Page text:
The Author’s Guild is calling on Congress to establish a kind of ASCAP for book publishing in order to ensure that authors are getting paid when their books are being scanned by the likes of Google.
Jan Constantine, General Counsel of the Authors Guild, testified before the House Judiciary Committee this week where she argued that Congress should help establish “a collective licensing organization to deal with both mass digitization and “orphan” books.” The idea, she argued, “would pave the way for a true national digital library.” Constantine said that this organization would ensure that authors get paid when their works are used. Authors would not be required to license their books and licenses would only cover out-of-print books so as not to disrupt commercial markets.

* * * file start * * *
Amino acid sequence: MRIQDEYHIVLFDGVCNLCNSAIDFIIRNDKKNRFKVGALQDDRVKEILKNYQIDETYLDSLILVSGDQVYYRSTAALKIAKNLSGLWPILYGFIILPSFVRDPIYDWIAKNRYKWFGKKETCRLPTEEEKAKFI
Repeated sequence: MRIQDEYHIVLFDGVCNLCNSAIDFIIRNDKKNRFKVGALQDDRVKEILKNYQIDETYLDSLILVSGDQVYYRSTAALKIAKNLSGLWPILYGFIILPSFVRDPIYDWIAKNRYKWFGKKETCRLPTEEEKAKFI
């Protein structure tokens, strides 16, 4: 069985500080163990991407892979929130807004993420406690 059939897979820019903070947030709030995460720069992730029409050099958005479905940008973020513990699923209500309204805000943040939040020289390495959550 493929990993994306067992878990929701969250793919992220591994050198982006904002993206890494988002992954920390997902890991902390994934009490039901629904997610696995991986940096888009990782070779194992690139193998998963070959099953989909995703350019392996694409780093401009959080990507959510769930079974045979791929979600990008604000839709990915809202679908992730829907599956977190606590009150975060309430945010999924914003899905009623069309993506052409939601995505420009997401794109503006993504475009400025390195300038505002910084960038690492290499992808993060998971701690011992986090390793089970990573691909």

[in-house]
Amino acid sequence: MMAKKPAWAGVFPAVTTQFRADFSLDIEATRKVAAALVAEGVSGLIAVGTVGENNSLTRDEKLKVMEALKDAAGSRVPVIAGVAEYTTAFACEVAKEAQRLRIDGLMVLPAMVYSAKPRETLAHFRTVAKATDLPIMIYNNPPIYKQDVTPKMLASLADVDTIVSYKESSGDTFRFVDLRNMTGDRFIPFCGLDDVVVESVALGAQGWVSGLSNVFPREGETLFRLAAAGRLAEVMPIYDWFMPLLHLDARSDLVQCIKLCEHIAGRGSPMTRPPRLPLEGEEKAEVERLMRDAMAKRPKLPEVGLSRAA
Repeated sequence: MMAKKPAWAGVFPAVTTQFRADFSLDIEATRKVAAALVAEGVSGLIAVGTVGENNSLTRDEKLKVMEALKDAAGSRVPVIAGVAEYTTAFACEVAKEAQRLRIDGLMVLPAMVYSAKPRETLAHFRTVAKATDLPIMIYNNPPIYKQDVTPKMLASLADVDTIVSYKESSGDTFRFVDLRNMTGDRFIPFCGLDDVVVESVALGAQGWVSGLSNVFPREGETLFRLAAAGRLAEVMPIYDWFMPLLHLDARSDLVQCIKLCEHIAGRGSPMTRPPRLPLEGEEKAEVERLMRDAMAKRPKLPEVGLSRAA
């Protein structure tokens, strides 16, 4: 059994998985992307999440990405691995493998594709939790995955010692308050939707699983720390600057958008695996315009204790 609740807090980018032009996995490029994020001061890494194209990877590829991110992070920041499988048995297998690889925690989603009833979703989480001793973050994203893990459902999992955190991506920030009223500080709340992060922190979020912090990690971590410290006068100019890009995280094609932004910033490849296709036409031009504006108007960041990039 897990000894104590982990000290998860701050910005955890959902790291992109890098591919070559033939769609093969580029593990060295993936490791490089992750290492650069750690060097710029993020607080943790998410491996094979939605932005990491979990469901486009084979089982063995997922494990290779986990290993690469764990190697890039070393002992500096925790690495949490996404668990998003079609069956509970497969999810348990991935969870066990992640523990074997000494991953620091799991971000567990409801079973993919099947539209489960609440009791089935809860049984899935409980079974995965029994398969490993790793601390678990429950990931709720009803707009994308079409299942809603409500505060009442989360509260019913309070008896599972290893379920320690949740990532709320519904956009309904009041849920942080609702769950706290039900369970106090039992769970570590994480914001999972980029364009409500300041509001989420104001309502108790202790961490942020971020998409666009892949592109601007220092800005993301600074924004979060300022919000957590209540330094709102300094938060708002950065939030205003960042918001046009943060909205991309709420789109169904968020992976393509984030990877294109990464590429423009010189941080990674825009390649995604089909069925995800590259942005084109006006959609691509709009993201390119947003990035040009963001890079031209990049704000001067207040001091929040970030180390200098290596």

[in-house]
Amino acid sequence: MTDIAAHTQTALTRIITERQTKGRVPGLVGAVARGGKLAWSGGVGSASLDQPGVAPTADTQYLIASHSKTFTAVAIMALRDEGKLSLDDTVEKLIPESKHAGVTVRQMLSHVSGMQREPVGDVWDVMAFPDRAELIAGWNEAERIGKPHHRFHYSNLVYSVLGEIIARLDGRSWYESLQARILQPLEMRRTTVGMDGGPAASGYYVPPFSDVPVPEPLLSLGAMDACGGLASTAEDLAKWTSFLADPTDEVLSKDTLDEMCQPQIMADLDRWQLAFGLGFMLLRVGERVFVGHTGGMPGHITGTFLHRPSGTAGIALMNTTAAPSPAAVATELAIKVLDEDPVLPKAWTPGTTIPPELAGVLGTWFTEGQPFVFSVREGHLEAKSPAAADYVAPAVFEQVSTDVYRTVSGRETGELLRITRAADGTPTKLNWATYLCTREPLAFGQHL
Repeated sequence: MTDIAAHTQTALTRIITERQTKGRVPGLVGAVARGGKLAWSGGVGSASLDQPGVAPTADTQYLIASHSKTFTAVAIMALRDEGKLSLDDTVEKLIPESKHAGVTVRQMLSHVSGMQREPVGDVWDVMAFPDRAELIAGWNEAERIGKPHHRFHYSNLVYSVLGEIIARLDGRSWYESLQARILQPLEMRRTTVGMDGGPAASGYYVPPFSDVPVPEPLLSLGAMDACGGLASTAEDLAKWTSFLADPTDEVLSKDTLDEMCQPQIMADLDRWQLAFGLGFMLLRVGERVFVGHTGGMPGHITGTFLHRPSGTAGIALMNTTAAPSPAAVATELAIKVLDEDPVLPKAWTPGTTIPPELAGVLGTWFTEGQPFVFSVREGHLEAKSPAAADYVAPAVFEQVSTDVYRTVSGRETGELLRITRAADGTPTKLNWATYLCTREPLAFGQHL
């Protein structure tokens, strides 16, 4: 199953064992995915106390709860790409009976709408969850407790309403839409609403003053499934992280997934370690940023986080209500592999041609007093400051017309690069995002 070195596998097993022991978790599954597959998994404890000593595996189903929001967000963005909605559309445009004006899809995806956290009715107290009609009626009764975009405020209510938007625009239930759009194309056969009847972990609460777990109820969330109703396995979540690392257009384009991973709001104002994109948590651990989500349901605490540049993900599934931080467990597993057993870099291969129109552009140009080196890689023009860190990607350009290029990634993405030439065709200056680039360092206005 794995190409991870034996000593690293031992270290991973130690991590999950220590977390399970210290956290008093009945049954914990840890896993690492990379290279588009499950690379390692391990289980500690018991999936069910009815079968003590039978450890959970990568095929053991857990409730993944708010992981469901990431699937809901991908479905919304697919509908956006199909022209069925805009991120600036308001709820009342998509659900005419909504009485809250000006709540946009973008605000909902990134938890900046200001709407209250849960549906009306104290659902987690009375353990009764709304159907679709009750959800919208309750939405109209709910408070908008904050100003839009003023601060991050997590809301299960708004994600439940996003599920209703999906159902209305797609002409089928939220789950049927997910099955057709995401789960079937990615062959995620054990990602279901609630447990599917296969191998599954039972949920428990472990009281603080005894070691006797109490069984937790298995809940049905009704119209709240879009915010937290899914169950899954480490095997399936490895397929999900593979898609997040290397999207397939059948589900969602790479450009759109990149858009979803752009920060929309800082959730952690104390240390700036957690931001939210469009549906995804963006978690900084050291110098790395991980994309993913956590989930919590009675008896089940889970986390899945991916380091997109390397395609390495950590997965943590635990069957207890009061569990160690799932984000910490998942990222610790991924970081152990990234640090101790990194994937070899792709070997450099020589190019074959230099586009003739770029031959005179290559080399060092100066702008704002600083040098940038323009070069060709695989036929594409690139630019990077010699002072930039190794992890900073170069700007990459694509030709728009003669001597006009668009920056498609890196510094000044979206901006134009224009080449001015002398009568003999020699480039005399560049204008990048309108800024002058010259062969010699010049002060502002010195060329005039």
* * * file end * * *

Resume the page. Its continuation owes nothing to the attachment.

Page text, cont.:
In her testimony, Constantine compared Google’s book scanning project to a 1963 copyright case. Here is more from the Author’s Guild blog:
A Copyright Office hearing on February 20, 1963, is eerily prescient about what was to come. (Irwin Karp, legendary and curmudgeonly counsel for the Authors Guild and Authors League was there.) It’s as if everyone saw Google and its mass digitization of books under the banner of fair use coming. Not only that, they addressed it in legislation – it was an early hearing for what became the 1976 Copyright Act.
You can read Constantine’s entire testimony here.